Blueberries are prolific on most highland moors and hillsides. Yet finding ready-to-eat berries is rare – over the years I have regularly charted the ripening progress of this most delicious of fruits. They plump up, redden, then vanish.
They provide feasting for birds. But the most luscious blueberries I have ever eaten, and the sweetest by far, are grown in Angus. This time last year I was demonstrating at the Lands of Loyal Hotel near Blairgowrie for the local fruit growers’ association, and this is where I ate these superlative blueberries. It all goes to underline the importance of shopping in local farm and food shops, to seek out top quality Scottish produce.
Blueberries are packed with nutrition. They are almost two fruit – raw, they are sweet and delicious; cooked, their flavour sharpens, their colour darkens, and while equally delicious they do need sweetening, either with sugar, honey or maple syrup. And whether raw or cooked, they taste even better when combined with lemon.
Blueberries with white chocolate and lemon parfait
For the parfait
8oz/225g white chocolate, preferably Lindt
½ pint/285ml single cream, heated till steaming hot but NOT boiling
½ teaspoon vanilla extract
finely grated rind of 1 lemon and its juice
¼ pint/140ml double cream, whipped but not stiffly
2 egg whites
2 just rounded tablespoons sieved icing sugar
Divide the blueberries between 6 glasses. Break up the chocolate into small bits and put them into a bowl. Pour the hot single cream into the bowl, and stir until the white chocolate melts in the hot cream. Stir in the vanilla extract, then leave the white chocolate cream to cool. When cooled, stir the finely grated lemon rind and the lemon juice into the white chocolate cream. Fold the whipped double cream into the lemon/ chocolate cream.
Whisk up the 2 egg whites with a pinch of salt. When fairly stiff, whisk in the sieved icing sugar, a spoonful at a time, and then fold the meringue-like mixture thoroughly through the white chocolate cream. Divide this cream evenly between the 6 glasses, spooning it over the blueberries.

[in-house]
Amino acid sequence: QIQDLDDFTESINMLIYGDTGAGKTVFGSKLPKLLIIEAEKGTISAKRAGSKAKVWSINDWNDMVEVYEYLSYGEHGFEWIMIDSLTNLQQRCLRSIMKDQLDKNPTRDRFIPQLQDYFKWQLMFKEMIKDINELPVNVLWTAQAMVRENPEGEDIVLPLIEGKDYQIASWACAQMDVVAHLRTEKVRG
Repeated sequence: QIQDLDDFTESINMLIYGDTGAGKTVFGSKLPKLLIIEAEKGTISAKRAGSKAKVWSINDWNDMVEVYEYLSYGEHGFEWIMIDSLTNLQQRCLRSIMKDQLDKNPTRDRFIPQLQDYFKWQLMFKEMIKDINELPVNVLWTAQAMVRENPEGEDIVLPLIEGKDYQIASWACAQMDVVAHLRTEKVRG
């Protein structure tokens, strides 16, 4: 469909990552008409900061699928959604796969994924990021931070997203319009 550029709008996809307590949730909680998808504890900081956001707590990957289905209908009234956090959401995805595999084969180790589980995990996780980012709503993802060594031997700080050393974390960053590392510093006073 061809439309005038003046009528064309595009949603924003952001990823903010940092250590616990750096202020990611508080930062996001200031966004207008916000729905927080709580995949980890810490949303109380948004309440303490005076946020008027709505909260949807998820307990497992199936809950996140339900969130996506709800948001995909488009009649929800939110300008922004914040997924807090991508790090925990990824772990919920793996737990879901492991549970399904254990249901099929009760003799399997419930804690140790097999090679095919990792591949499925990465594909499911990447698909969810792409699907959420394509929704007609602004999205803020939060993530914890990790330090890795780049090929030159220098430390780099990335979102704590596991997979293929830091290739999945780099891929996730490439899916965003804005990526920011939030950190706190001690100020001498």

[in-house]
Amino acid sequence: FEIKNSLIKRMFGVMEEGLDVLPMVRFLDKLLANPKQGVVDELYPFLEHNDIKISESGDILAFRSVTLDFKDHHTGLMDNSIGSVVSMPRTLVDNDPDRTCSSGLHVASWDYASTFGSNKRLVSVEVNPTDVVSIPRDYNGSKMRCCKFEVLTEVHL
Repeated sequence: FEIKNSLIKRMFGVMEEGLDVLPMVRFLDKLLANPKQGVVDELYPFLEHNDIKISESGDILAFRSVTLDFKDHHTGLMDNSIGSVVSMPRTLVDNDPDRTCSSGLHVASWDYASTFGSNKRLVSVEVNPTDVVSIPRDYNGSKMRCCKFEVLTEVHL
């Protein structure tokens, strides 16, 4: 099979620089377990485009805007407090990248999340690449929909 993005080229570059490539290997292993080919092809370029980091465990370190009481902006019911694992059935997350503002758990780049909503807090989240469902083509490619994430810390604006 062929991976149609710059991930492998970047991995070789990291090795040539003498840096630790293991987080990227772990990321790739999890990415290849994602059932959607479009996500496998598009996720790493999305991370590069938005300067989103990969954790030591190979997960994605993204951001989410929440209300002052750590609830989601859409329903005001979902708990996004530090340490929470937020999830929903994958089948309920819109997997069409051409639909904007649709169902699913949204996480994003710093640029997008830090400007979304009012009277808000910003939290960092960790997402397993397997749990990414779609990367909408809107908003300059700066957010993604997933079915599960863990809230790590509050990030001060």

Garnish, if you like, with 4-5 blueberries on top, or with toasted flaked almonds - but do try to avoid using the ubiquitous mint sprig as a garnish.
Blueberry and lemon sorbet
You do not need an ice cream machine to make this smooth sorbet, but you do need a food processor.
1 pint/570ml cold water
6oz/170g granulated sugar pared rind of 2 lemons, juice of 1
Put the water, granulated sugar and pared lemon rinds into a saucepan over moderate heat. Stir until every grain of sugar is dissolved, and only then boil the syrup fast, for 3-4 minutes. Take the pan off the heat and add the blueberries to the nearly boiling syrup. Cool completely.
When cold, carefully fish out all the strips of lemon peel. Add the lemon juice, and purée the syrup and blueberries till smooth - if your blender has blunt blades, sieve the purée. Freeze.
When icy, chip the frozen blueberry sorbet into a processor and whiz till smooth. Refreeze. It doesn’t matter about refreezing this mixture, because it contains no dairy products.
Repeat the process 3 times more. With each whizzing, the sorbet becomes increased in volume, paler in colour, and gradually more spoon-able from its frozen state. After 4 cycles, the sorbet should be spoonable straight from the freezer. Serve with crisp lemon biscuits, or with shortbread.
This is delicious for any age at any time of day, but for children who don’t eat much fruit, it is a way of getting 2-3 of their daily 5 into them with a minimum of fuss. Children love a smoothie, but then, so do I.
2 bananas, cut into chunks
1 orange, its skin and white pith sliced off with a serrated knife and the orange cut into chunks
1 tablespoon runny honey, or 1 scoop vanilla ice cream instead
¾ pint/430ml milk
Put the bits of banana, the blueberries and chunks of orange and the honey into a processor or blender. Whiz, gradually adding the milk. When smooth, pour the contents of the blender into 2 large glasses and serve.
TOP TIP: With vitamins, fibre and antioxidant free radical fighting properties, blueberries are regarded as a superfood. And research suggests they may also help in the fight against memory loss in old age
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Friday 24 May 2013
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